The matrilineal Polynesian motif does offer a possible pattern of settlement, maybe related specifically to Late Lapita, that could allow us to understand the possible origin of the phenotype differences between Melanesians and Polynesians, as could do the Y-DNA lineage O3a2. However there are lots of remnants of quite strictly Melanesian Early Lapita, as is evident by the (Y-DNA) C2a lineages retained so strongly among Polynesians within their own founder effects, whose importance we cannot afford to dismiss.
Other mtDNA lineages like Q1 or M27 are of relevance in Melanesian populations. Q1 did make its way into some Polynesian populations but as minority lineage only.
Update (Oct 31):
Terry in the comments sections grunts a lot but now and then provides useful complementary data, for example this Y-DNA map of the region from Kayser 2006:
|Kayser 2006 – fig. 1
Frequency distribution of (A, B) NRY and (C, D) mtDNA haplogroups found in Polynesia with a genetic origin in (A, C) Asia or (B, D) Melanesia.
As is apparent since Kayser’s publication (if not before), the Melanesian patrilineages are much more common (actually dominant) among Polynesians than the matrilineages from the same origin, what is attributable to a founder effect related to the Lapita culture.
Another interesting reference is this Y-DNA map of Papua (New Guinea) and some nearby islands (from Mona 2007):
|Mona 2007 FIG. 2.—Y-chromosome haplogroups and their frequencies in populations from the Bird’s Head region and elsewhere in New Guinea. Data from other populations of New Guinea were used from previous studies (Kayser et al. 2003, 2006). Size of the pie charts is according to sample size of the groups. Abbreviations are as in supplementary table S1, Supplementary Material online.
Both maps and/or the data in the relevant papers provide key information on possible origins for the C2a-M208 patrilineal founder effect, so important in general in the Oceanic peoples and specially the Polynesian branch. The exact origin cannot be pinpointed without further research (or maybe not at all) but it’s clear that C2a-M208 only exists from Papua (New Guinea) to the East, so it must have a Melanesian origin be it Papuan or from the nearby islands.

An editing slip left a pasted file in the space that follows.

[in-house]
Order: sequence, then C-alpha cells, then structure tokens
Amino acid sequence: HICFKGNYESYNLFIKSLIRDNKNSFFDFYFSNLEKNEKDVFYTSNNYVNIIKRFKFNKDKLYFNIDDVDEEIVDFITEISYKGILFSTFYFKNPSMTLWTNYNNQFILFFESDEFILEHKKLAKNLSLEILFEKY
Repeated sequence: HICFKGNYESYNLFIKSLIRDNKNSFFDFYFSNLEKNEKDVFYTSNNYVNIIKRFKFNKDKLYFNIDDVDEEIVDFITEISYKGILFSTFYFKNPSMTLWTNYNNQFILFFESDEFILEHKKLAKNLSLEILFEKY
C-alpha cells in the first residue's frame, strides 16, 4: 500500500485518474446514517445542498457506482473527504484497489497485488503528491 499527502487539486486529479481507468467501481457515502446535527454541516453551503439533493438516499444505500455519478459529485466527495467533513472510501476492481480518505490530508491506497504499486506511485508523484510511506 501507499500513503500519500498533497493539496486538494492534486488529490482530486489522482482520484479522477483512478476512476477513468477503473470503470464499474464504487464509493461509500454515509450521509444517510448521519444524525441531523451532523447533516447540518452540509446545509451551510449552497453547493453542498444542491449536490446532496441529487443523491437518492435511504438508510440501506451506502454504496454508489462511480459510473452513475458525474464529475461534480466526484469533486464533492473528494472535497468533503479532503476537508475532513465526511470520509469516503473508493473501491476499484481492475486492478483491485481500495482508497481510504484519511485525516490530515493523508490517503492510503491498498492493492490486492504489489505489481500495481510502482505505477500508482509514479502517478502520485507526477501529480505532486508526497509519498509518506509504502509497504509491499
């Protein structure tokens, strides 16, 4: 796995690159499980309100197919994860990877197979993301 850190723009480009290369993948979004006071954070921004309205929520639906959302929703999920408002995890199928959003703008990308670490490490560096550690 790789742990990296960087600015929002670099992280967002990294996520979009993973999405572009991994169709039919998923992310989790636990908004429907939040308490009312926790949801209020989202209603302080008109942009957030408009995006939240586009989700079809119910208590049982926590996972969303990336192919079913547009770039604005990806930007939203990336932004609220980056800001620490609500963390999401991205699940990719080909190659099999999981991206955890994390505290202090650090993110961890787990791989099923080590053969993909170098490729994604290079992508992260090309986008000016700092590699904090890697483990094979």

- François-Xavier Ricaut et al., Ancient Solomon Islands mtDNA: assessing Holocene settlement and the impact of European contact. Journal of Archaeological Science, 2010 ··> LINK (PDF).
- Jonathan S. Friedlaender et al., Melanesian mtDNA Complexity. PLoS ONE, 2007 ··> LINK (open access).
- Tatiana Karafet et al., Major East-West Division Underlies Y Chromosome Stratification Across Indonesia. MBE 2010 ··> LINK (free access).
- Michael Knapp et al., Complete mitochondrial DNA genome sequences from the first New Zealanders. PNAS 2012 ··> LINK (open access).
- Manfred Kayser et al., Melanesian and Asian Origins of Polynesians: mtDNA and Y Chromosome Gradients Across the Pacific. MBE 2006 ··> LINK (free access).
- Stephano Mona et al., Patterns of Y-Chromosome Diversity Intersect with the Trans-New Guinea Hypothesis. MBE 2007 ··> LINK (free access).
Note: updates after first posted version in maroon color.